At any time during migration periods (April-May and July - November) probably in excess of 250.000 waders are present on intertidal areas of the country's Gulf coast. Taking into account the likely turnover of shorebirds on this Eurasian/West Asian-Arab Gulf-African flyway, the mudflats of the southern Gulf probably supports several million individuals over the course of a year.
Individual sites are regionally important for wader species, namely Abu al Abyadh for its Dromas ardeola colony and migratory populations of Charadrius alexandrinus, C.mongolus, and Pluvialis squatarola, Khor Dubai for its high densities of C.alexandrinus, C. mongolus, C. leschenaultii and Limicola falcinellus, and Khor al Beidah for its large wintering population of Dromas ardeola and parties of up to 90 wintering Calidris tenuirostris. The summer population of Dromas ardeola is estimated at over 1.200 birds, shared between Abu al Abyadh and another colony on the island of Umm Amin, while the largest wintering population of over 500 birds is at Khor al Beidah.
The current UAE population of Phalacrocorax nigrogularis is around 200.000 birds, which is a substantial proportion of the total world population, estimated at 500.000 to million or more birds (Symens et al, 1993). Persecution is a problem as this is the only bird species which may be hunted under UAE law, due to a perceived threat to fish stocks. However, the species may in fact be a vital component in nutrient cycling within Gulf waters, actually maintaining fish stocks rather than reducing them. A number of this species' island breeding sites have been lost since 1980 and only three are now known to remain.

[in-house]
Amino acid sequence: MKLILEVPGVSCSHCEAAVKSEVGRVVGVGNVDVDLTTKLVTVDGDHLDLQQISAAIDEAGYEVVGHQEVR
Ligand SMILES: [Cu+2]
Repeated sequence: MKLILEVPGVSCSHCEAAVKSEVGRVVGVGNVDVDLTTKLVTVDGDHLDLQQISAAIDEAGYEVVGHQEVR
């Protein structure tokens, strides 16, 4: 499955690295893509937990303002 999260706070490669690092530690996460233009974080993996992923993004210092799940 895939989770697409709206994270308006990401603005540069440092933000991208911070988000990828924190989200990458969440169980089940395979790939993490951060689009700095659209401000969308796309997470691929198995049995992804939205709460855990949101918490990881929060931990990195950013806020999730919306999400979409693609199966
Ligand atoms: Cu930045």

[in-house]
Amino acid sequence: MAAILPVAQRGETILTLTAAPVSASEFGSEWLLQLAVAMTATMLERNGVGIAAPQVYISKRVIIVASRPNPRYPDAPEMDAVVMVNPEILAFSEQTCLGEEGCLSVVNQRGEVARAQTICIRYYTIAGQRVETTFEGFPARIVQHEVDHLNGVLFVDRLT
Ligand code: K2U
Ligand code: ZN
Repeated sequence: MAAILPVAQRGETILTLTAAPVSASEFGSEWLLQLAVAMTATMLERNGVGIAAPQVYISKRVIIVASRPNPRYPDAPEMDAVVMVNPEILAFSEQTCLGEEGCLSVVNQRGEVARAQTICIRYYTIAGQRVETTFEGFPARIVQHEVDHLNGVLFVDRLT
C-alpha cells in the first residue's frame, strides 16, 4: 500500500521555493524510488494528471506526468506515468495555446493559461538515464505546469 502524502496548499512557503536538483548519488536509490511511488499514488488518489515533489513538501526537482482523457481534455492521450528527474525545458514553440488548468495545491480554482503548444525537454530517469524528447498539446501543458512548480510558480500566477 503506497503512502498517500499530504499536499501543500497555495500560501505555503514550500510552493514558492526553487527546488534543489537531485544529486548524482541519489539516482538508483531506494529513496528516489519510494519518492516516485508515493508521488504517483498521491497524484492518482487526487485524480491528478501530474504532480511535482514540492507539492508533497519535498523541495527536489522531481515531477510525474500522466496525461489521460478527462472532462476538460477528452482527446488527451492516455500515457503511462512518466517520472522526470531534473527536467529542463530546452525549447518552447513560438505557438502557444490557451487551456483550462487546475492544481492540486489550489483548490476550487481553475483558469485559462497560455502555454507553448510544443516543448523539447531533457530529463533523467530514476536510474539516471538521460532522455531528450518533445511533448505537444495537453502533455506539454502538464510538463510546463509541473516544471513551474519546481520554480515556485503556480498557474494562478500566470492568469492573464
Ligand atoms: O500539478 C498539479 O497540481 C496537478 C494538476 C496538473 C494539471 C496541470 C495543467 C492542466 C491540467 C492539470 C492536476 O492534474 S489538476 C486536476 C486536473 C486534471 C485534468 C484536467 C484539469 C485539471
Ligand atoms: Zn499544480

Several island hold important population of breeding seabirds and all are (or were) important in some way. Siniyah, Yasat and Ghaghah islands hold large Phalacrocorax nigrogularis populations, Qarnayn island alone has breeding Phaethon aethereus, Larus hemprichii and several turn species, and other islands in the south-west hold exceptional numbers of Sterna bengalensis, S. repressa and S. anaethetus, Pandion haliaetus has practically disappeared from its former mainland nesting sites, and breeding is now confined almost exclusively to islands, where its numbers appear healthy. Between 40 and 44 pairs were found on Yasta ghaghah islands alone in spring 1993.
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